F-35 ground-based training commences at Eglin AFB

Washington DC
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Training the first operational Lockheed Martin F-35 pilots and maintainers has started at Eglin AFB, Florida, with the arrival of the first two conventional take-off and landing (CTOL) aircraft in July.

Flight training is still waiting for final clearance but 33rd Fighter Wing instructors will start ground training, including cockpit familiarisation and taxi tests for pilots and mechanical systems for maintainers.

The training involves "basically everything you can do with an airplane on the ground," US Marine Corps Col Art Tomassetti, vice commander of the 33rd Wg, said.

More aircraft will join the unit by the end of this year.

Col Andrew Toth, 33rd Wg commander, initially said Lockheed was scheduled to deliver a total of five CTOL F-35As and three short take-off and vertical landing F-35Bs before January.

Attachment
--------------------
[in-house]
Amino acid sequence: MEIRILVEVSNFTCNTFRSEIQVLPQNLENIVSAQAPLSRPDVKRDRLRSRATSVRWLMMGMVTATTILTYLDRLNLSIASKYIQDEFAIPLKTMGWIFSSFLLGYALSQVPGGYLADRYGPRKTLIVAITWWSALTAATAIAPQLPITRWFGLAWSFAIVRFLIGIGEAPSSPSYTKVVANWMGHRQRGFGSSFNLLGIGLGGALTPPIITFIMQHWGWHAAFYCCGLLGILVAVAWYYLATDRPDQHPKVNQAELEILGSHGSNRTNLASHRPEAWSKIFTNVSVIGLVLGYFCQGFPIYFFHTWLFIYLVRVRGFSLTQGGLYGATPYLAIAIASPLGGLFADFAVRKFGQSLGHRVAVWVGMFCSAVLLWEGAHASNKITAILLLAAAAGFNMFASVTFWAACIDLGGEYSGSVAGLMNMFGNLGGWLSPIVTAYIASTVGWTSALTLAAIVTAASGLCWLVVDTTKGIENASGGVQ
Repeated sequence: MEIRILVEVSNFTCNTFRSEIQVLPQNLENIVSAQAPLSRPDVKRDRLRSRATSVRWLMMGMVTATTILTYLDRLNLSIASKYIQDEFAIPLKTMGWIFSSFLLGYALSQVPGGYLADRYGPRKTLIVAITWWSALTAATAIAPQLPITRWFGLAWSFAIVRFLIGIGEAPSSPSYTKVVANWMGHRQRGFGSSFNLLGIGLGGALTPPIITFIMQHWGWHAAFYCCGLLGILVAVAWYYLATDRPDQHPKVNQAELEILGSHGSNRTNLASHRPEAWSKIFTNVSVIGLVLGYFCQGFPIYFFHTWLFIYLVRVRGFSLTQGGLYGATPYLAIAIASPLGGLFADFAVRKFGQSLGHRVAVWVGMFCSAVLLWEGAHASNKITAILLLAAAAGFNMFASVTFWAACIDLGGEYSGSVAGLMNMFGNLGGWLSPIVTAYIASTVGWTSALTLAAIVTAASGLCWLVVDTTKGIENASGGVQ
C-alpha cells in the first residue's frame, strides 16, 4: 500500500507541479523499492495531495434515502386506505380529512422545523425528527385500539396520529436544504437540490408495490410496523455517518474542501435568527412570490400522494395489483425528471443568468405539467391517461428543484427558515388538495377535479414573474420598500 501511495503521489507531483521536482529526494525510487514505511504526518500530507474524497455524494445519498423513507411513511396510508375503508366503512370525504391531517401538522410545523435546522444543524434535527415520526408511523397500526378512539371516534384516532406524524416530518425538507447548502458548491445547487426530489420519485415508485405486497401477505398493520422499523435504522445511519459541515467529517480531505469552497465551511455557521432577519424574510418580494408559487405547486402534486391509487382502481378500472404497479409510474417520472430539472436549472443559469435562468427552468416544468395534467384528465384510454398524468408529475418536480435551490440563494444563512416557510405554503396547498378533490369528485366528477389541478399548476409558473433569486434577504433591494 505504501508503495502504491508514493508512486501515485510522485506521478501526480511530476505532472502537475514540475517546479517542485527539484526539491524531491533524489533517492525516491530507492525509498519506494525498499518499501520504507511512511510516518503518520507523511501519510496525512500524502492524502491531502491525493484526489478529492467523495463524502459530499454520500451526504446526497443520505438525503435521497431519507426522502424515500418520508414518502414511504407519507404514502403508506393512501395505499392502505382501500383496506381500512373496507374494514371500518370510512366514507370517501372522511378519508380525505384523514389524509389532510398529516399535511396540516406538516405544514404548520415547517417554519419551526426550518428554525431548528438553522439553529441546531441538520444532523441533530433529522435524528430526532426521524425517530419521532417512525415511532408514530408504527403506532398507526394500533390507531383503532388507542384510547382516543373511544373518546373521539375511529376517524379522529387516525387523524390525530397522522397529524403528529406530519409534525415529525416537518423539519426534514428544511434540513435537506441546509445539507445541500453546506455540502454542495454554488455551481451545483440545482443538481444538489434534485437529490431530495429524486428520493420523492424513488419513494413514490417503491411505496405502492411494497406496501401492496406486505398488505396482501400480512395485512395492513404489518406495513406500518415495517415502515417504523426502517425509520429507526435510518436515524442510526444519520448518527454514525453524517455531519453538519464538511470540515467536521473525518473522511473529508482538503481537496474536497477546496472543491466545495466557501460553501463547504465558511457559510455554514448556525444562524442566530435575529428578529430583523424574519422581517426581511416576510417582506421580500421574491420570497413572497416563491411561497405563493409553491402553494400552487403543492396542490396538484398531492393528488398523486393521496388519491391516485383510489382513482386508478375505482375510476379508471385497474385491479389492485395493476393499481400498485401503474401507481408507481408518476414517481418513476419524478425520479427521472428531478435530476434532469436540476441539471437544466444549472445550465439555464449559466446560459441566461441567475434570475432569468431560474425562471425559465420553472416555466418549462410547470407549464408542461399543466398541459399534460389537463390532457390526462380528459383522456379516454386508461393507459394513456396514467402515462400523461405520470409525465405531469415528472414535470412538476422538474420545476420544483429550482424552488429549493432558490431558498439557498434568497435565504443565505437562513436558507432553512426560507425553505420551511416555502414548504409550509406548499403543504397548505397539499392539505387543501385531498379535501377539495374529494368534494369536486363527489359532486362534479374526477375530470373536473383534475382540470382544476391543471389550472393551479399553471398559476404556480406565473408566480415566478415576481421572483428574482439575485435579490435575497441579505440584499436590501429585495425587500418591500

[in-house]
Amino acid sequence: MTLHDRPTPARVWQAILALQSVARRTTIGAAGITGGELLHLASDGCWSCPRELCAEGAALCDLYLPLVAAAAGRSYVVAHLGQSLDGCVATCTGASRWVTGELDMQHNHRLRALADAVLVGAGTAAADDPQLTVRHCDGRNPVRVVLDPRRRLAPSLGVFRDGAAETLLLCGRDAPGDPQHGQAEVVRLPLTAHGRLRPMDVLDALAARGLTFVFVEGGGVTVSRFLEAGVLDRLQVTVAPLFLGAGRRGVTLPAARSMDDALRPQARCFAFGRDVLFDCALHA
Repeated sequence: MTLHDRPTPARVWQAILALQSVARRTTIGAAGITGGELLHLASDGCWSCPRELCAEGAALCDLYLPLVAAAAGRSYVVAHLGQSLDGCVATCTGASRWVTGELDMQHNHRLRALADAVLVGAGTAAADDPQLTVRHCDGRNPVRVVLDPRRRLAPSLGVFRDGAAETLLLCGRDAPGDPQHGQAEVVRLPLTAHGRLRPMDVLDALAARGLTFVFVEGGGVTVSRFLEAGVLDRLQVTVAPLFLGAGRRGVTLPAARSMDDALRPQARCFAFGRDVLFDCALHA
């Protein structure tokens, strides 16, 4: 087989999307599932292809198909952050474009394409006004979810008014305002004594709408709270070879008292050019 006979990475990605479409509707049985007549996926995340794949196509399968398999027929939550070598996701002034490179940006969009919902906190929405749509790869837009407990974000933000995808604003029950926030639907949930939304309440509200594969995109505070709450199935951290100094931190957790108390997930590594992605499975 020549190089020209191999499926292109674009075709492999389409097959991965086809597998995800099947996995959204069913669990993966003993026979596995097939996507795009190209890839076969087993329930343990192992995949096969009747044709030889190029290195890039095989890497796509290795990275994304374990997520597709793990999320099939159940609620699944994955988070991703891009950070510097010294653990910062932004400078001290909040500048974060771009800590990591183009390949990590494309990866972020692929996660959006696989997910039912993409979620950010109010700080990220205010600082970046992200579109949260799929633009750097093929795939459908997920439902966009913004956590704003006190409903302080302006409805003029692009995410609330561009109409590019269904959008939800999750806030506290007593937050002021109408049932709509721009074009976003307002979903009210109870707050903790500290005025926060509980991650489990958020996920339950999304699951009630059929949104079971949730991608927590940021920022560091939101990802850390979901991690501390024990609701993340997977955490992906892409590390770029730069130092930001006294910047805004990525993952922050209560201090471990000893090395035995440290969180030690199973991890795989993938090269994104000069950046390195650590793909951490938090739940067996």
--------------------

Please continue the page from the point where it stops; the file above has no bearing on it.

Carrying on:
© Lockheed Martin

However, he subsequently clarified through Lockheed that only one F-35B is planned before 2012.

The aircraft arriving at Eglin this year is just the beginning of a broad expansion of the wing's training operations.

F-35 operations at the base will eventually grow to train about 100 pilots and 2,200 maintainers every year, Joanne Puglisi, Lockheed's director of F-35 training, said.

"It's important for us to get that future right," Tomassetti said.

"We've got to get it right because everything we do here will basically spread out globally as F-35 spreads out globally."

Lockheed's training system, including simulators and instruction materials, will enter an operational user evaluation on 1 October, in which military tests will decide whether to validate the system for operations.

The delays of the F-35 development phase, which is now running at least five years behind schedule, has no impact on the training curriculum.

Instruction materials are tailored for the operations the fighter has been cleared in tests to perform, and will expand as the flight envelope increases, Toth said.